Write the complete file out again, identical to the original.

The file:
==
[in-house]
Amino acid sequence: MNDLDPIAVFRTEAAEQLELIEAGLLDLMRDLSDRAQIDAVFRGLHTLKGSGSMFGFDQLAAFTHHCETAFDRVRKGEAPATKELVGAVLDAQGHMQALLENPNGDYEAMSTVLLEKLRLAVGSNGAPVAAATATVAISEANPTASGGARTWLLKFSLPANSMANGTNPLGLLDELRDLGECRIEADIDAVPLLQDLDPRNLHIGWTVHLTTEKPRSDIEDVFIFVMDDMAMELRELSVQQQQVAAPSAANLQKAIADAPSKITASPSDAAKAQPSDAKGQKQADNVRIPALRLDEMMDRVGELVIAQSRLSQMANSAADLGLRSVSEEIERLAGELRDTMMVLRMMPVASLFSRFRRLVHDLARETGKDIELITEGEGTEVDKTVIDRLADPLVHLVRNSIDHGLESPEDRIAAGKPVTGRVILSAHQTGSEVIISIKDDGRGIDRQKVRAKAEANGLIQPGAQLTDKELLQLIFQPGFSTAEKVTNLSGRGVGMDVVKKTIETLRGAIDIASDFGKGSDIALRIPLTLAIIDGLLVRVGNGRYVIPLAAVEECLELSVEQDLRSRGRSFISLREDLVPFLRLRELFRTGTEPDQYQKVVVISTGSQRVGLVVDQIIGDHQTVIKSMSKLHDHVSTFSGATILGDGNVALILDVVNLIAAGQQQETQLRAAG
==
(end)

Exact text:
[in-house]
Amino acid sequence: MNDLDPIAVFRTEAAEQLELIEAGLLDLMRDLSDRAQIDAVFRGLHTLKGSGSMFGFDQLAAFTHHCETAFDRVRKGEAPATKELVGAVLDAQGHMQALLENPNGDYEAMSTVLLEKLRLAVGSNGAPVAAATATVAISEANPTASGGARTWLLKFSLPANSMANGTNPLGLLDELRDLGECRIEADIDAVPLLQDLDPRNLHIGWTVHLTTEKPRSDIEDVFIFVMDDMAMELRELSVQQQQVAAPSAANLQKAIADAPSKITASPSDAAKAQPSDAKGQKQADNVRIPALRLDEMMDRVGELVIAQSRLSQMANSAADLGLRSVSEEIERLAGELRDTMMVLRMMPVASLFSRFRRLVHDLARETGKDIELITEGEGTEVDKTVIDRLADPLVHLVRNSIDHGLESPEDRIAAGKPVTGRVILSAHQTGSEVIISIKDDGRGIDRQKVRAKAEANGLIQPGAQLTDKELLQLIFQPGFSTAEKVTNLSGRGVGMDVVKKTIETLRGAIDIASDFGKGSDIALRIPLTLAIIDGLLVRVGNGRYVIPLAAVEECLELSVEQDLRSRGRSFISLREDLVPFLRLRELFRTGTEPDQYQKVVVISTGSQRVGLVVDQIIGDHQTVIKSMSKLHDHVSTFSGATILGDGNVALILDVVNLIAAGQQQETQLRAAG